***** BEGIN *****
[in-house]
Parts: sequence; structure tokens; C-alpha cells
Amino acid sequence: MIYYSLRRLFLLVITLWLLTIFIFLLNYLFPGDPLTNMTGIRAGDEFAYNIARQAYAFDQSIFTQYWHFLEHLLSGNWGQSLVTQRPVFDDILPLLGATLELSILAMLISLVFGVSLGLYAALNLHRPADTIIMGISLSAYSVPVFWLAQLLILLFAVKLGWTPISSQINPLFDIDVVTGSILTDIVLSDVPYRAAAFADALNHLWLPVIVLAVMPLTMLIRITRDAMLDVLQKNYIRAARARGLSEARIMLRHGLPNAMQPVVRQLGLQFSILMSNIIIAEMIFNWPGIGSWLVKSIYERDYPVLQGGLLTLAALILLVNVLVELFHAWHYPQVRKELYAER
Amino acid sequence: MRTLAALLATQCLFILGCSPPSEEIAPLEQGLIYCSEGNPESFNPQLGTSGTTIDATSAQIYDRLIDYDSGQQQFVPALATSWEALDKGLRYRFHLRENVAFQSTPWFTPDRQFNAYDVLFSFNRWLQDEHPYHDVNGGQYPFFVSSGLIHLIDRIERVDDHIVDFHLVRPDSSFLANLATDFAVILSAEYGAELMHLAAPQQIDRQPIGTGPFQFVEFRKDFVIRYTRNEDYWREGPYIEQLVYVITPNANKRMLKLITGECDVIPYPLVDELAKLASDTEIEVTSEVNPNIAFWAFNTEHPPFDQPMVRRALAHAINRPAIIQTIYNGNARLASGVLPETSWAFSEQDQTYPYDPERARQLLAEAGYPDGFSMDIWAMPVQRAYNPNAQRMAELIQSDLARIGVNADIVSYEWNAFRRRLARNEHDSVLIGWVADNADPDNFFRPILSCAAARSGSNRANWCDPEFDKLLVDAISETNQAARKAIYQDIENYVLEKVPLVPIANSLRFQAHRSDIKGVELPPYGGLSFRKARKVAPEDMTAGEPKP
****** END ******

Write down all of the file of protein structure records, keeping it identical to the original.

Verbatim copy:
[in-house]
Parts: sequence; structure tokens; C-alpha cells
Amino acid sequence: MIYYSLRRLFLLVITLWLLTIFIFLLNYLFPGDPLTNMTGIRAGDEFAYNIARQAYAFDQSIFTQYWHFLEHLLSGNWGQSLVTQRPVFDDILPLLGATLELSILAMLISLVFGVSLGLYAALNLHRPADTIIMGISLSAYSVPVFWLAQLLILLFAVKLGWTPISSQINPLFDIDVVTGSILTDIVLSDVPYRAAAFADALNHLWLPVIVLAVMPLTMLIRITRDAMLDVLQKNYIRAARARGLSEARIMLRHGLPNAMQPVVRQLGLQFSILMSNIIIAEMIFNWPGIGSWLVKSIYERDYPVLQGGLLTLAALILLVNVLVELFHAWHYPQVRKELYAER
Amino acid sequence: MRTLAALLATQCLFILGCSPPSEEIAPLEQGLIYCSEGNPESFNPQLGTSGTTIDATSAQIYDRLIDYDSGQQQFVPALATSWEALDKGLRYRFHLRENVAFQSTPWFTPDRQFNAYDVLFSFNRWLQDEHPYHDVNGGQYPFFVSSGLIHLIDRIERVDDHIVDFHLVRPDSSFLANLATDFAVILSAEYGAELMHLAAPQQIDRQPIGTGPFQFVEFRKDFVIRYTRNEDYWREGPYIEQLVYVITPNANKRMLKLITGECDVIPYPLVDELAKLASDTEIEVTSEVNPNIAFWAFNTEHPPFDQPMVRRALAHAINRPAIIQTIYNGNARLASGVLPETSWAFSEQDQTYPYDPERARQLLAEAGYPDGFSMDIWAMPVQRAYNPNAQRMAELIQSDLARIGVNADIVSYEWNAFRRRLARNEHDSVLIGWVADNADPDNFFRPILSCAAARSGSNRANWCDPEFDKLLVDAISETNQAARKAIYQDIENYVLEKVPLVPIANSLRFQAHRSDIKGVELPPYGGLSFRKARKVAPEDMTAGEPKP